Referring to FIG. 15, a bow 20 may include metals 71 having a specific pattern. According to an embodiment of the present disclosure, the metals 71 may be attached to a stick 25. According to an embodiment of the present disclosure, the metals 71 may be attached to the stick 25 to have a periodic pattern. For example, the metals 71 may be attached to the stick 25 such that a region to which a metal material is attached and a region to which the metal material is not attached have a periodically repeated pattern along the stick 25. According to an embodiment of the present disclosure, a length of the region to which the metal material is attached and a length of the region to which the metal material is not attached may be set to be different from an interval between a plurality of regions (e.g., two regions) which may be sensed by a metal sensor (e.g., 115 of FIG. 4). According to an embodiment of the present disclosure, a control module (e.g., 160 of FIG. 4) may determine whether the bow 20 moves in the direction of its head or in the direction of its frog based on the plurality of regions which may be sensed by the metal sensor 115. According to an embodiment of the present disclosure, the control module 160 may determine a speed, at which the bow 20 moves, using a metal sensing period of the metal sensor 115.
  • [0121]
    According to an embodiment of the present disclosure, the control module 160 may determine a lateral position of the bow 20 and a velocity (e.g., a direction and a speed) of the bow 20 using a sensing value of a magnetic field sensor (e.g., 117 of FIG. 4).
  • [0122]
    FIG. 16 is a drawing illustrating attachment positions of magnets attached to a bow according to an embodiment of the present disclosure.
  • [0123]
    Referring to FIG. 16, a bow 20 may include at least one magnet 73. According to an embodiment of the present disclosure, the magnet 73 may be attached to a stick 25. According to an embodiment of the present disclosure, positions where the magnets 73 are attached may be determined according to the number of the magnets 73. For example, if the magnets 73 which are attached to the stick 25 are three, the three magnets 73 may be attached to positions where the entire length of the bow 20 is divided into four equal parts. According to an embodiment of the present disclosure, the at least one magnet 73 attached to the stick 25 may be disposed to have a different direction of a magnetic field. For example, if there are three magnets 73 attached to the stick 25, the three magnets 73 may be disposed such that the north poles head towards an x-axis, a y-axis, and a z-axis, respectively. A magnetic field formed by the three magnets 73 may be measured to be different according to a position of the stick 25. A control module (e.g., 160 of FIG. 4) may analyze a magnetic field sensed by a magnetic field sensor (e.g., 117 of FIG. 4) and may determine a lateral position of the bow 20. According to an embodiment of the present disclosure, the control module 160 may determine whether the bow 20 moves in the direction of its head or in the direction of its frog using a change of a magnetic field sensed by the magnetic field sensor 117. According to an embodiment of the present disclosure, the control module 160 may determine a speed, at which the bow 20 moves, using a change in velocity of a magnetic field sensed by the magnetic field sensor 117.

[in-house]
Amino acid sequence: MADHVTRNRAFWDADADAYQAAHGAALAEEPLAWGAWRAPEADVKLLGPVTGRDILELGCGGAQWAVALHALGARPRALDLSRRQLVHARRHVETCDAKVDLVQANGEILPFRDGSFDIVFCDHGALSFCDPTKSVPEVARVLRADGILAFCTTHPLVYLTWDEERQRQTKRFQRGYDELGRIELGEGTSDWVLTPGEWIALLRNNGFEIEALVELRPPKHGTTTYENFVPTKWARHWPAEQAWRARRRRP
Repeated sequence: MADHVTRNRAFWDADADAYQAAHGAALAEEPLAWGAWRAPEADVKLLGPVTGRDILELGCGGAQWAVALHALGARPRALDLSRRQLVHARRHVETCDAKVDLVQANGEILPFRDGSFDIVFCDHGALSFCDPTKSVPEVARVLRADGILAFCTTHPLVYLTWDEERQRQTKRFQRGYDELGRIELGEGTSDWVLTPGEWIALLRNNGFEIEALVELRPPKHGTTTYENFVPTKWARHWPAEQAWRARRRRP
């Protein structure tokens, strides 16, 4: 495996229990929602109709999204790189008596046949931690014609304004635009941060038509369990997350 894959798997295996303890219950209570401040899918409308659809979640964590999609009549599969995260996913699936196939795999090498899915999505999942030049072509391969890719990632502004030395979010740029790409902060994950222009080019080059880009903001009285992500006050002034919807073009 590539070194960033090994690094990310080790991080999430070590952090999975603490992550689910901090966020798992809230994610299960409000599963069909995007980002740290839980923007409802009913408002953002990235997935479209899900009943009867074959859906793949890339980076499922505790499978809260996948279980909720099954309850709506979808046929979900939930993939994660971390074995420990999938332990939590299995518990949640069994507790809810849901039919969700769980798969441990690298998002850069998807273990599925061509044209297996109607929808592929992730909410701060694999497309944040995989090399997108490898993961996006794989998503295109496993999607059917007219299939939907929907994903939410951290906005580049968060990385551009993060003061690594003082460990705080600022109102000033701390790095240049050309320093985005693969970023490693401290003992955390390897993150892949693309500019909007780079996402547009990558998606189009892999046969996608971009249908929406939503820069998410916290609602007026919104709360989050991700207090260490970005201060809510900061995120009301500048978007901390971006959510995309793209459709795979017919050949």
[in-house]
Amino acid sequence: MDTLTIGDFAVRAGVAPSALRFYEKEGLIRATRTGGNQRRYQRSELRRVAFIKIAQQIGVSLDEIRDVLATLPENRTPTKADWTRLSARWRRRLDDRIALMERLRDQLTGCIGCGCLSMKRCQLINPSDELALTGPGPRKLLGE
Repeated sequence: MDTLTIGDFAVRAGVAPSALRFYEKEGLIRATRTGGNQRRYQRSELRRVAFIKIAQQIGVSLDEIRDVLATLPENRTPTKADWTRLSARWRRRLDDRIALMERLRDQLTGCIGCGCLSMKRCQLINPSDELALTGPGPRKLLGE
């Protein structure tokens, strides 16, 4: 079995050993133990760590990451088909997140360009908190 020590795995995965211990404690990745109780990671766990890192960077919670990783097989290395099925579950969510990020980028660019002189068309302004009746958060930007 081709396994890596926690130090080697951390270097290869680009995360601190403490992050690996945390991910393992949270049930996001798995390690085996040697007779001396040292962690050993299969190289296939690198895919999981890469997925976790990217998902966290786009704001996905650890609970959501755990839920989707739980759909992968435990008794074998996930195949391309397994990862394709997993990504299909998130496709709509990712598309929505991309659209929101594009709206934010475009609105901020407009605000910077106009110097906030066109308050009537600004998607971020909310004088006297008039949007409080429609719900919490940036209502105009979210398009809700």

• [0124]
    According to an embodiment of the present disclosure, the control module 160 may determine a longitudinal position of the bow 20, a lateral position of the bow 20, a relative tilt between the bow 20 and a string, a skewness of the bow 20 in the direction of a fingerboard, an inclination of the bow 20 in the direction of a body of a string instrument 10 of FIG. 1, and a velocity of the bow 20 using a motion of the string instrument 10, sensed by an inertial measurement unit (e.g., 118 of FIG. 4), and a motion of the bow 20, sensed by the inertial measurement sensor 118 attached to the bow 20.
  • [0125]
    According to an embodiment of the present disclosure, the control module 160 may determine a string, with which the bow 20 makes contact, using an inclination of the bow 20 in the direction of the body of the string instrument 10. For example, if an inclination of the bow 20 in the direction of the body of the string instrument 10 is included in a first range, the control module 160 may determine that the bow 20 is in contact with a first string. If the inclination of the bow 20 in the direction of the body of the string instrument 10 is included in a second range, the control module 160 may determine that the bow 20 is in contact with a second string. If the inclination of the bow 20 in the direction of the body of the string instrument 10 is included in a third range, the control module 160 may determine that the bow 20 is in contact with a third string. If the inclination of the bow 20 in the direction of the body of the string instrument 10 is included in a fourth range, the control module 160 may determine that the bow 20 is in contact with a fourth string.
  • [0126]